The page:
Cloud 9 is offering curbside pickup so that their lazier customers can have a better shopping experience. Monopolistically competitive firms often compete on non-price aspects, so offering curbside pickup may entice new customers to increase their demand. Since they aren’t hiring more workers, the employees are now required to work more, which they don’t see as fair. This increased demand following curbside pickup should result in an increased demand for labor, but the workers only seem to be working more.
Glenn has brought all of his previous foster children to the store so that he can get a group photo with all of them. While working in the backroom, Glenn mentions to Cheyenne that his family used to own a photo studio. Cheyenne is surprised that people used to pay to have their picture taken since she has grown up with digital cameras and cell phone cameras. With these inventions, there’s really not a reason to pay to have your photo taken, but Glenn says it was mainly for families and lonely women with dogs.
It’s back to school time and everyone has flooded the store to buy calculators, notebooks, dictionaries, and planners, but these are all items that come with a smartphone so it makes those products obsolete for most individuals. Joseph Schumpeter was a popular economic philosopher who pioneered the theory of creative destruction, which occurs when new innovations replace old industries. The benefits are a higher standard of living, but at the cost of jobs in those old industries.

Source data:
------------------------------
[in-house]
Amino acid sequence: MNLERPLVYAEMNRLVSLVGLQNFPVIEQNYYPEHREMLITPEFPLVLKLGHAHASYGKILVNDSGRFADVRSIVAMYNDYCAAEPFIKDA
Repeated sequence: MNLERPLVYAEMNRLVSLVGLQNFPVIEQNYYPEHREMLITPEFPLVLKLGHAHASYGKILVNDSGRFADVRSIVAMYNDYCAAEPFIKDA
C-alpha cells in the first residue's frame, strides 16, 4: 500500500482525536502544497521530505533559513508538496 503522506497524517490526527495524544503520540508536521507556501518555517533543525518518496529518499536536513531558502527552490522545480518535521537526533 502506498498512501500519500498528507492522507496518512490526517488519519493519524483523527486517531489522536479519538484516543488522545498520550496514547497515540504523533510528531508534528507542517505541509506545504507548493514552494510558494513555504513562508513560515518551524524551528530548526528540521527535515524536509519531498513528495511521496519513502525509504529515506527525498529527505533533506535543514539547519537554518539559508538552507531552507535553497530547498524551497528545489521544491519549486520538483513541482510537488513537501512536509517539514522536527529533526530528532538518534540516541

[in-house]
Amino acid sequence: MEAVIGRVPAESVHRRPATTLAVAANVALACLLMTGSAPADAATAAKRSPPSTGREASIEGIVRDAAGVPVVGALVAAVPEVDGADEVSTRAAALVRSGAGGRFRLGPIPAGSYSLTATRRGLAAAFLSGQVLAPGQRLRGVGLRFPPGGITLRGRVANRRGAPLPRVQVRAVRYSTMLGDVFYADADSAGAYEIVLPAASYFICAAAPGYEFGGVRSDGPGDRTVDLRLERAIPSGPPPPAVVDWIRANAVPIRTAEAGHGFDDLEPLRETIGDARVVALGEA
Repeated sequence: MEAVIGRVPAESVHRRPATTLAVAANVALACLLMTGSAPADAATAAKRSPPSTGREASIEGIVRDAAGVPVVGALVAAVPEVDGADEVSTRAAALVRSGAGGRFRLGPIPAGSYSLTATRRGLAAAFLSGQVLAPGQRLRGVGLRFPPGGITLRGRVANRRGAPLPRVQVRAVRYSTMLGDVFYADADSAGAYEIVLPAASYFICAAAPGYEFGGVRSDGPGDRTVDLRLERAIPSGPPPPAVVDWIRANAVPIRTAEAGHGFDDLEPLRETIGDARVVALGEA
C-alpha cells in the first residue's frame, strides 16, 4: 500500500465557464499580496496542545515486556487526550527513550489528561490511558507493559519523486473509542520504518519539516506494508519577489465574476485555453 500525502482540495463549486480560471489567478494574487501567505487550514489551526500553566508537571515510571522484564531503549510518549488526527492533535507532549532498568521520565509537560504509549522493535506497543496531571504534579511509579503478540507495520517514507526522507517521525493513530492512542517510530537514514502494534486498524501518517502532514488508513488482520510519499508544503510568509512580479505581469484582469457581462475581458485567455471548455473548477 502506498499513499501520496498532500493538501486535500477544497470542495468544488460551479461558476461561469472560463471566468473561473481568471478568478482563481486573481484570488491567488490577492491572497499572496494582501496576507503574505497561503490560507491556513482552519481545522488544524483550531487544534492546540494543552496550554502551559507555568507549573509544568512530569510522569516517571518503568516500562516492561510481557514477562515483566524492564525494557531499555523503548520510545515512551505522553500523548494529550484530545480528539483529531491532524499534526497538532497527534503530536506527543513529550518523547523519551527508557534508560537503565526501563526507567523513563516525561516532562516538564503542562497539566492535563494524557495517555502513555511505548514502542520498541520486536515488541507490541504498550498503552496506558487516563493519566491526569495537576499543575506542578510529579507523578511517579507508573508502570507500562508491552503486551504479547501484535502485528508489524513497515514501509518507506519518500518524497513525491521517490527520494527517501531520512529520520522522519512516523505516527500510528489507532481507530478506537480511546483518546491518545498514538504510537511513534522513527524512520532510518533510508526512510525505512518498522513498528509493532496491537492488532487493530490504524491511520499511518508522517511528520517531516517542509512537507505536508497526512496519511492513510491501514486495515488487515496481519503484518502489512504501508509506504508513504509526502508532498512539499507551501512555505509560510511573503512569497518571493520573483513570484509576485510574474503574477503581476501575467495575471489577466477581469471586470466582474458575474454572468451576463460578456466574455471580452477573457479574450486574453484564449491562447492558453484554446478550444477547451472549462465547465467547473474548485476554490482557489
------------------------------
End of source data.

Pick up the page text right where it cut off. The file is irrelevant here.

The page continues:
Structural unemployment occurs when the skills and trades are no longer in demand from the general population rather than market fluctuations. Adam’s girlfriend, Amy, quickly points out that his travel agency failed because people use the internet to book travel and no long need travel agents.